Computer generated text art

Theunis de Jong's picture

This was a question a couple of weeks ago. It was interesting enough for me to go and try to program it! My first attempts were pixel based, but this one is a full-fledged Windows application which outputs a printed image -- I recommend printing to a PDF, so you can test various settings at your leisure.

It looks like this (slightly bigger than here):

and can be downloaded for your pleasure at my own little space of the web (thass a direct download link). It works allright under XP, don't have a Vista nearby so I can't try that out...

First, a tip: don't stress test it! It's a quicky, written in something like 5 or 6 hours, and any weird input will surely crash it... The "preview" is more of a gimmick, it doesn't really tries the transform. Perhaps later...

It only accepts BMP files (but since it only works under Windows anyway, I don't see reasons for complaints -- also, loading any graphic file is hard!). On the plus side, you can directly drag your BMPs on it, and type or paste text directly into the RTF box. Any formatting will be lost in the output, though.

If you need access to a Page Setup box, hold the Shift key while pressing Print (I ran out of screen estate).

A tiny teaser: Che looks like this.

As you see, it works best with "iconic" images that are still recognizable in this coarse resolution. That's where the icon and sample came from; old Al is pretty iconic by now.

Enjoy.

AGL's picture

I will try. Actually, when I read the first post you did, I thought, Uhhh, I can use that. Thanks You!

Theunis de Jong's picture

Well, if you create something original, I'd say, let us see what you come up with!

agostini's picture

is there anything like that for mac?

Theunis de Jong's picture

Not by me :-)

Answers to the original question (here) focused on ASCII art, which is definitely something else. As no-one seemed to know how to do it, I made it myself.

Perhaps a Mac based typographer cum programmer would like to jump in here.

j.hadley's picture

Nice job, Theunis — looks great. I had an idea for some ways to do this when I saw your original thread, but didn't (and still don't) have the time to play around with it.

If you're amenable to opening up your source code, I might be able to build a Mac version. I'm familiar with FreeType and a few programming languages. Not necessarily fluent but maybe enough to port...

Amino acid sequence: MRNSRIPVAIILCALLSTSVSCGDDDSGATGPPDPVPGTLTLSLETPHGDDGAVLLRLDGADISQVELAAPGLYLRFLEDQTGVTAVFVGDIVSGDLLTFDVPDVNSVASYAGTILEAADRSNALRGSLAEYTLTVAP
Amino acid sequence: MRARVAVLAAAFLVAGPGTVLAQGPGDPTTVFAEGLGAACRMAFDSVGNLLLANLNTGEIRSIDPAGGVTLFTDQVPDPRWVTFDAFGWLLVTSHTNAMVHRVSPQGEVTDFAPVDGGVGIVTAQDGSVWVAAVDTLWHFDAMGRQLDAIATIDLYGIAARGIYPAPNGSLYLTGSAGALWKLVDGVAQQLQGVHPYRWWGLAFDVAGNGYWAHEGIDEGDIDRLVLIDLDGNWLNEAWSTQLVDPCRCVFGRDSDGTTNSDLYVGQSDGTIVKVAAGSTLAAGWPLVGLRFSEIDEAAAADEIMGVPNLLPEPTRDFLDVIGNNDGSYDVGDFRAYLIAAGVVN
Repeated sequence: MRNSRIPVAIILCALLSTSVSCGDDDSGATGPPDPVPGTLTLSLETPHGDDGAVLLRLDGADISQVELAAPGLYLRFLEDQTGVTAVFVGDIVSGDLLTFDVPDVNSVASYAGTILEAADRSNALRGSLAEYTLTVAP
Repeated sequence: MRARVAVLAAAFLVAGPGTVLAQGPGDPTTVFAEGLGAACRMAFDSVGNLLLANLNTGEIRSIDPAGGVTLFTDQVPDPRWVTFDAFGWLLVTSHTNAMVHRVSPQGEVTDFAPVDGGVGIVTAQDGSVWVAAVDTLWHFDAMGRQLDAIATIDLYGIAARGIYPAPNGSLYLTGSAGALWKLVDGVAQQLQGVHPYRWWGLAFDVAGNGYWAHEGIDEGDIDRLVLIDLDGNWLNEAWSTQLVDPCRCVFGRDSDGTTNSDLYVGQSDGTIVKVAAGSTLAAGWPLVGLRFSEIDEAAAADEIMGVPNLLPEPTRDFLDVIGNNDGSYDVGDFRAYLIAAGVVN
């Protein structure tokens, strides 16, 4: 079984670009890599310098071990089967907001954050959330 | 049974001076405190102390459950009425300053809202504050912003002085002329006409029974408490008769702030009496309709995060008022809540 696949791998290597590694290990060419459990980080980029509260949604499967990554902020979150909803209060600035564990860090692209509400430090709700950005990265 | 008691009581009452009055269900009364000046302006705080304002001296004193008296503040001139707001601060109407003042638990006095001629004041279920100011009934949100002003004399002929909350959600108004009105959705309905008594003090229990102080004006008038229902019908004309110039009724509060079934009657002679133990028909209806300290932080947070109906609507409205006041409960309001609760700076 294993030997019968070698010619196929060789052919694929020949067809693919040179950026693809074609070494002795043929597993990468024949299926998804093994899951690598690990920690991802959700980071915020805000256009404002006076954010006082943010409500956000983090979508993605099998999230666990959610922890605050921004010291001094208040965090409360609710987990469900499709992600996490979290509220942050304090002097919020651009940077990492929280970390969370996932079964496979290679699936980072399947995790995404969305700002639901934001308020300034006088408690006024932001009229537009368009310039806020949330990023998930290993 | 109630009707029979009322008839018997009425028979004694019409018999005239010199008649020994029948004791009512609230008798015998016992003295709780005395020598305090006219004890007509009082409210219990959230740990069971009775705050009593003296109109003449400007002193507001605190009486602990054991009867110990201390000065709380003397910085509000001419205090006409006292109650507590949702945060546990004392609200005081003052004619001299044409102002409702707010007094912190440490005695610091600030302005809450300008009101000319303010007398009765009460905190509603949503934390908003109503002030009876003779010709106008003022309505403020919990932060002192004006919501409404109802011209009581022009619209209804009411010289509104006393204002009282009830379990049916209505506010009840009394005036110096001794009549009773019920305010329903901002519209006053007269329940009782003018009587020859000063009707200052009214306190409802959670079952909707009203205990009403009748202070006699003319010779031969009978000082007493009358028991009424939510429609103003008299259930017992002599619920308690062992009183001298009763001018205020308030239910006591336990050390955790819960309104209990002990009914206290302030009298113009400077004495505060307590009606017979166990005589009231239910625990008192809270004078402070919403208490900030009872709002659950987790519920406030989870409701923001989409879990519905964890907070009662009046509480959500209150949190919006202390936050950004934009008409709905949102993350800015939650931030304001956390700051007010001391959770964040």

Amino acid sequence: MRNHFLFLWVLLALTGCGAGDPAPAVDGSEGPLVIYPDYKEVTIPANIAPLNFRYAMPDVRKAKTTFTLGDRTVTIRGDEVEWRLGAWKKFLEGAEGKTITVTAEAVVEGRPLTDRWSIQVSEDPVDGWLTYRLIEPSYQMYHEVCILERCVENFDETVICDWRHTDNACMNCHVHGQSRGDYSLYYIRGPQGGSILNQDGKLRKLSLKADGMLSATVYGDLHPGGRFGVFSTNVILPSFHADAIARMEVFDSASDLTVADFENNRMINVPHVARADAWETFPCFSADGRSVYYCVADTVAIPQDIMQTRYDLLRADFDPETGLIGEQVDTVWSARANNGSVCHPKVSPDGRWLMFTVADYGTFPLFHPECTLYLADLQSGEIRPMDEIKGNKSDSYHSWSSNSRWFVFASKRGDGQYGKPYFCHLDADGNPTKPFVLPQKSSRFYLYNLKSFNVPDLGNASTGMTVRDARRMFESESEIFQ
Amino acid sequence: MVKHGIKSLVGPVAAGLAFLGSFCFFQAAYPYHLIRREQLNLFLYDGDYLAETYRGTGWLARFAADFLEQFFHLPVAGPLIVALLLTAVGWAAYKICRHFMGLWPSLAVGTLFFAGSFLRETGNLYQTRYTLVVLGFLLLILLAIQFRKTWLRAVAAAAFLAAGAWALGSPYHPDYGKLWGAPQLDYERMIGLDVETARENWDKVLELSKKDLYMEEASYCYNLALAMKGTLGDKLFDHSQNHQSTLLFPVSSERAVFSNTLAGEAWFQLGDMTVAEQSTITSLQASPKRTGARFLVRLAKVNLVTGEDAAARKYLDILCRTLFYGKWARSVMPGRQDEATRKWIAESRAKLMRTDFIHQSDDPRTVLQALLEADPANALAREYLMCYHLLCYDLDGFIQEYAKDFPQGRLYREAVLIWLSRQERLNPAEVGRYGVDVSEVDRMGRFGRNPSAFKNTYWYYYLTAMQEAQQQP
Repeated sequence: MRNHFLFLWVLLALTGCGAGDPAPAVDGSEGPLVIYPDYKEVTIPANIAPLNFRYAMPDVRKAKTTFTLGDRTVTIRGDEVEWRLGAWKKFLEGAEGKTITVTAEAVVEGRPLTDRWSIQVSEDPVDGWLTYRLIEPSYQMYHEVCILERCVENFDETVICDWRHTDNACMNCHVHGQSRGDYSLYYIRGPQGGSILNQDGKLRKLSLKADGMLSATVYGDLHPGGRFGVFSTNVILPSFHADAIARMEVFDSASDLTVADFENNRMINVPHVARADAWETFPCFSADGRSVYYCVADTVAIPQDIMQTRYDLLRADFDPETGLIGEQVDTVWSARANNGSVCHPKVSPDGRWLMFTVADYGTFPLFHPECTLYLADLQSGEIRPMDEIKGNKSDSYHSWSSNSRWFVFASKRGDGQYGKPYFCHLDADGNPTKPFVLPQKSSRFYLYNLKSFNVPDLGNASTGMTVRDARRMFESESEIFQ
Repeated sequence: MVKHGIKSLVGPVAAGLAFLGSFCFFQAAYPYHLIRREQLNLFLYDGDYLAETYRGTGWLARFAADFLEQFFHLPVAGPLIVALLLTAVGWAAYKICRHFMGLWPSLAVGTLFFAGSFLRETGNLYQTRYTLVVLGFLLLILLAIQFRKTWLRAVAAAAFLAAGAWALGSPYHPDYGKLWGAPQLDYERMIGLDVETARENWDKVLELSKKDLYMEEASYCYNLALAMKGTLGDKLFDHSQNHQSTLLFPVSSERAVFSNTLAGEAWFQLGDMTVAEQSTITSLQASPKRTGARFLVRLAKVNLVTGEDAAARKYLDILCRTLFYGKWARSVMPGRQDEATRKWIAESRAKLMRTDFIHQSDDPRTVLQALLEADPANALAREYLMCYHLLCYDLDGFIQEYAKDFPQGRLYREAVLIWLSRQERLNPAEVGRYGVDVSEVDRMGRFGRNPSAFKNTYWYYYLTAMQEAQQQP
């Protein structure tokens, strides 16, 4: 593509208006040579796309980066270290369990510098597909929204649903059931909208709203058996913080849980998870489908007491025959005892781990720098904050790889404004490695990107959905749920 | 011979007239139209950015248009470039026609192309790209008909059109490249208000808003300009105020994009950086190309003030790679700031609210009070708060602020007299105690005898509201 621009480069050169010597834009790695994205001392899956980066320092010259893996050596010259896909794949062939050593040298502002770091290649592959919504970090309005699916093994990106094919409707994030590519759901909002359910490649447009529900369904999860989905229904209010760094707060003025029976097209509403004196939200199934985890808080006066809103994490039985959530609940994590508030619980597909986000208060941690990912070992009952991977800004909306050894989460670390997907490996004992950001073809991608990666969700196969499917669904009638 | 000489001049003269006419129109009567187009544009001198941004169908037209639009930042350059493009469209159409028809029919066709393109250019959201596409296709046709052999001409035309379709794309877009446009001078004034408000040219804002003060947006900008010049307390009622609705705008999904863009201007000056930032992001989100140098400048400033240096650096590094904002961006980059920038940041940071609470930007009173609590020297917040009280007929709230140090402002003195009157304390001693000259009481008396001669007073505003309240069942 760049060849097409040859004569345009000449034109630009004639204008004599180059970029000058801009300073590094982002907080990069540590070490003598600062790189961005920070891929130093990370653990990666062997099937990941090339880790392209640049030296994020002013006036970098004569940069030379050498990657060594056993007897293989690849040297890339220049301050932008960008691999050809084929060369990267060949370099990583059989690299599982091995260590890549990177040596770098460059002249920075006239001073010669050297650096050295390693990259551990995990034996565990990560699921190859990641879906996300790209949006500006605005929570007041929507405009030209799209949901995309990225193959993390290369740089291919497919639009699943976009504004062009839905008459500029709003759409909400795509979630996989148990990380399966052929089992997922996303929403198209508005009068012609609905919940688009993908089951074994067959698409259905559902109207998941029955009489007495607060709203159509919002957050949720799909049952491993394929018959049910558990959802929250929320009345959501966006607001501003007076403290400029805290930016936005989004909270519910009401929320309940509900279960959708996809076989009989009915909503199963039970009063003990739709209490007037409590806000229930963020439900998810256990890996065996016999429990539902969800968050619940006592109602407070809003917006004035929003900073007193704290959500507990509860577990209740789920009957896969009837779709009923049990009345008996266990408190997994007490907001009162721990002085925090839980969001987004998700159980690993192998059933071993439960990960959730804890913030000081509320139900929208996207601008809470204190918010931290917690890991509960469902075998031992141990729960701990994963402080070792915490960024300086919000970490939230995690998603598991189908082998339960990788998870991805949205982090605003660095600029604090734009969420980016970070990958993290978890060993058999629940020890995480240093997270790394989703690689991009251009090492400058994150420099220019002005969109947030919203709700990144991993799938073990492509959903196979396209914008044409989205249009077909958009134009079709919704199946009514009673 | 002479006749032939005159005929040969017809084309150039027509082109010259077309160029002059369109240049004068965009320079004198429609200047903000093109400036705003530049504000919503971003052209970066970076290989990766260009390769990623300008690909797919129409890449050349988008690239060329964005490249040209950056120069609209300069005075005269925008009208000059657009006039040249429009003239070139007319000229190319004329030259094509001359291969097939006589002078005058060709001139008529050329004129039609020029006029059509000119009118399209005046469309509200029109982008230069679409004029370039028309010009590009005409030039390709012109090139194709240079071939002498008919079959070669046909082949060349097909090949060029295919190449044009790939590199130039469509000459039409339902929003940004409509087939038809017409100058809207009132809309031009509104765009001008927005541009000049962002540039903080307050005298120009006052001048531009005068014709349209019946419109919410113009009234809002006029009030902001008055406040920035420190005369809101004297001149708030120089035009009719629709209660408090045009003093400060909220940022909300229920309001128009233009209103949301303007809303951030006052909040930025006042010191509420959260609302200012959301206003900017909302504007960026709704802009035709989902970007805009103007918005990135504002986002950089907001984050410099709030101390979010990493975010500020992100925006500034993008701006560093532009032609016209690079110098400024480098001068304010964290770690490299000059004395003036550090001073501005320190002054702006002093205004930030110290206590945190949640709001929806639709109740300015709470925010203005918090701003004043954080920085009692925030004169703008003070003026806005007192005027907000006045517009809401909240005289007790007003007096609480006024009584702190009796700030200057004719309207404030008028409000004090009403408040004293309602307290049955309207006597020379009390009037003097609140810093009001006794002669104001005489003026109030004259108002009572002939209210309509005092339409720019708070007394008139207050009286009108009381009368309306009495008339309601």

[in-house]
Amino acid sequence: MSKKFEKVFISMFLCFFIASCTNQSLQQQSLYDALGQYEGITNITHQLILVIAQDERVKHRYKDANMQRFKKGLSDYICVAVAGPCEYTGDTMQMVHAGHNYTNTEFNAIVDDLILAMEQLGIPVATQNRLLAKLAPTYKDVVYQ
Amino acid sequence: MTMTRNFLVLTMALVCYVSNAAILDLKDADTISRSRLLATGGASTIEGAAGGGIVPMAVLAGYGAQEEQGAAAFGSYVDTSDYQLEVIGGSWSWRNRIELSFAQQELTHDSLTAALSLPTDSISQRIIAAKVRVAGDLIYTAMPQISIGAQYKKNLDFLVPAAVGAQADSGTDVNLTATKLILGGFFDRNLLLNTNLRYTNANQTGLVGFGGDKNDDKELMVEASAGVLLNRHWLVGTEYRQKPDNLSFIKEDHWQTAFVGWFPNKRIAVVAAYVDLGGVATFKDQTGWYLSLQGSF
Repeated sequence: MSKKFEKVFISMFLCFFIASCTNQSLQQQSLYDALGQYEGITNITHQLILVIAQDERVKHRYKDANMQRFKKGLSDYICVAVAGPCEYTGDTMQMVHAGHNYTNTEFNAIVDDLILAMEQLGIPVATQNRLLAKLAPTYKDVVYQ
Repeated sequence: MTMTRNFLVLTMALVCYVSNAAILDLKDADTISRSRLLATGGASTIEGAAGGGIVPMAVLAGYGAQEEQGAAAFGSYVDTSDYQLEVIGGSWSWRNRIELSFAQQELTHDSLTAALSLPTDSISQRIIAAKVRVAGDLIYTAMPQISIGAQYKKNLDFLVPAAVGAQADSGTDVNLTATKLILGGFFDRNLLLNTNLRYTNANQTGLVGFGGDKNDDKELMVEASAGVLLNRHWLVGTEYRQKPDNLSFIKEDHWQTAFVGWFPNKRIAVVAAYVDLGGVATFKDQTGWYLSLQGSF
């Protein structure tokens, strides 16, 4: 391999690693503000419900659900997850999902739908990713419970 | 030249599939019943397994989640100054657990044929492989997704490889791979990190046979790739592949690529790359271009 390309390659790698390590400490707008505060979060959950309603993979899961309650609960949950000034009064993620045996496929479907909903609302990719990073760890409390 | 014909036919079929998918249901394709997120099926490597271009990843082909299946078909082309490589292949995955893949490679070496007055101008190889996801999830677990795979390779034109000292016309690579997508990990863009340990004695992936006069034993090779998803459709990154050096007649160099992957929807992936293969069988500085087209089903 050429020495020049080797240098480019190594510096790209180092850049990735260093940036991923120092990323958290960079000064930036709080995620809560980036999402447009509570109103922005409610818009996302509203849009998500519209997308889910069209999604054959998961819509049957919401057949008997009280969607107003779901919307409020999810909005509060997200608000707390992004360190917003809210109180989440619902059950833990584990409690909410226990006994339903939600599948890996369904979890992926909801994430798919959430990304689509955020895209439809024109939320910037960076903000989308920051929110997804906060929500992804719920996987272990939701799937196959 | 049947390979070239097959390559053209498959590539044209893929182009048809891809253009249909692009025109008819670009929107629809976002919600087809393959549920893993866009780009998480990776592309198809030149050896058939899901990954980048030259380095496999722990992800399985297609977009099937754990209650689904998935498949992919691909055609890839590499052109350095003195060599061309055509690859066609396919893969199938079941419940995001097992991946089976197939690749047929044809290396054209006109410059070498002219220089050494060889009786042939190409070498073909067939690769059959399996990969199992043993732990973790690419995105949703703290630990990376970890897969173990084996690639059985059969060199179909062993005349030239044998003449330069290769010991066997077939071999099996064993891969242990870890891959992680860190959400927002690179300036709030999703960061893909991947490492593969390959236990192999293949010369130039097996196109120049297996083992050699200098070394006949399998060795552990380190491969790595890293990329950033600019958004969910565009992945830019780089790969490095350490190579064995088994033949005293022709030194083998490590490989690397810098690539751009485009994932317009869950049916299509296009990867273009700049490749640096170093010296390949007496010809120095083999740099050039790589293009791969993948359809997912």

Theunis de Jong's picture

Josh,

Thanks for the offer! But I'm not quite there yet :-)
Yesterday, I added a single line (okay, maybe 2) and the justification was spot on (now it isn't) AND it's +/- 20% faster ... So, still tinkering. I'm considering changing the justify routine altogether, as it's now held together by spit and tape.

This version doesn't use FreeType at all, so a straightforward port to Mac could be a major pain, because the initial measurements are done with pure Windows calls. On the other hand, after that it's number crunching time, so ... perhaps ...

But, as I said, it's not quite fully developed. I still have some novel ideas -- I wonder how good it can get.

j.hadley's picture

Well, if/when you get to a state where you are comfortable sharing, let me know. As I mentioned I don't really have the time to do something from scratch, but if it were possible to work from an existing code base would likely spare some development time. This is something interesting and fun.

It may or may not be an issue that your measurements, etc. are done purely with Windows calls for the font metrics and such...I could use the corresponding Mac OS system routines, or use FreeType, or if necessary read the font files directly. Which programming language is this written in?

Josh

Theunis de Jong's picture

The reason my first tries were with FreeType is because I'm not that comfortable with win coding :-) and I'm still developing some FreeType skills. It was pretty easy to write a proof of concept, though.
Then I realized I couldn't create a vector image that way -- only pixel based, and that was a real drag.